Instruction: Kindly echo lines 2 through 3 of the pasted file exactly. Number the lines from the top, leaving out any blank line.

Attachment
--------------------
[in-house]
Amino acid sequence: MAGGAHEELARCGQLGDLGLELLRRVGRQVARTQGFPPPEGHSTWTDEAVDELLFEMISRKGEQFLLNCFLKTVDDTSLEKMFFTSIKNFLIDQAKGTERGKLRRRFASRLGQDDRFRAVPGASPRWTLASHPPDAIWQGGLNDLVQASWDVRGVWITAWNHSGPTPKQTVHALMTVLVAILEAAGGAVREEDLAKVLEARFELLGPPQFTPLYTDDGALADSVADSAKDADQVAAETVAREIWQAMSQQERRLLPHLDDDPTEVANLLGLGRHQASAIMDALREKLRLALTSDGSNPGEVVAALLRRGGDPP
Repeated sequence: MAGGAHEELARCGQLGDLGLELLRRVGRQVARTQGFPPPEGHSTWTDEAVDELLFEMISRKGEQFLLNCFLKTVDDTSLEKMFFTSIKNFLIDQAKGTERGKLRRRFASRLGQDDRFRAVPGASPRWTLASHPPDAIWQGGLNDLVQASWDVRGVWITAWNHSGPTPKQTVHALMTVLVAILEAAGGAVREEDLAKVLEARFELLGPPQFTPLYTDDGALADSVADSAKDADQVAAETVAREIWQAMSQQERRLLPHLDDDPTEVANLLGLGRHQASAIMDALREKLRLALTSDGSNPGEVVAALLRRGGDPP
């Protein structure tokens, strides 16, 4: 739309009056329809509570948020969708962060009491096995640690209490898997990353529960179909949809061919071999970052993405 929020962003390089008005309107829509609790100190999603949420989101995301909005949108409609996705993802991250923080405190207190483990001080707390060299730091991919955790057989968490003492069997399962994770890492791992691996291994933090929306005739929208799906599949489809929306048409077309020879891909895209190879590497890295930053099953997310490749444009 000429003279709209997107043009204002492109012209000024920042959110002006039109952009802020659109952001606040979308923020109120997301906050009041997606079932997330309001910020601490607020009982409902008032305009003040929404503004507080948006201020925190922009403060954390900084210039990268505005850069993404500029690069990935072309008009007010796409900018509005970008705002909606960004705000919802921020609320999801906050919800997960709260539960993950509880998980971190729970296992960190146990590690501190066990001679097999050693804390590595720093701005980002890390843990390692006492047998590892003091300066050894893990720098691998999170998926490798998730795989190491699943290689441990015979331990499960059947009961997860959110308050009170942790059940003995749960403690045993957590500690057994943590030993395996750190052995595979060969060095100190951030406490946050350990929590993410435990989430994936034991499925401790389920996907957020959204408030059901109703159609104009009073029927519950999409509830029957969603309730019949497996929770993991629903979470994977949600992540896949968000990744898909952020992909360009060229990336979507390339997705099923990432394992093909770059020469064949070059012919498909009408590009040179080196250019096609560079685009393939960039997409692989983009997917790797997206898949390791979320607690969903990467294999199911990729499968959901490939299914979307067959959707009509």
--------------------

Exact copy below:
Amino acid sequence: MAGGAHEELARCGQLGDLGLELLRRVGRQVARTQGFPPPEGHSTWTDEAVDELLFEMISRKGEQFLLNCFLKTVDDTSLEKMFFTSIKNFLIDQAKGTERGKLRRRFASRLGQDDRFRAVPGASPRWTLASHPPDAIWQGGLNDLVQASWDVRGVWITAWNHSGPTPKQTVHALMTVLVAILEAAGGAVREEDLAKVLEARFELLGPPQFTPLYTDDGALADSVADSAKDADQVAAETVAREIWQAMSQQERRLLPHLDDDPTEVANLLGLGRHQASAIMDALREKLRLALTSDGSNPGEVVAALLRRGGDPP
Repeated sequence: MAGGAHEELARCGQLGDLGLELLRRVGRQVARTQGFPPPEGHSTWTDEAVDELLFEMISRKGEQFLLNCFLKTVDDTSLEKMFFTSIKNFLIDQAKGTERGKLRRRFASRLGQDDRFRAVPGASPRWTLASHPPDAIWQGGLNDLVQASWDVRGVWITAWNHSGPTPKQTVHALMTVLVAILEAAGGAVREEDLAKVLEARFELLGPPQFTPLYTDDGALADSVADSAKDADQVAAETVAREIWQAMSQQERRLLPHLDDDPTEVANLLGLGRHQASAIMDALREKLRLALTSDGSNPGEVVAALLRRGGDPP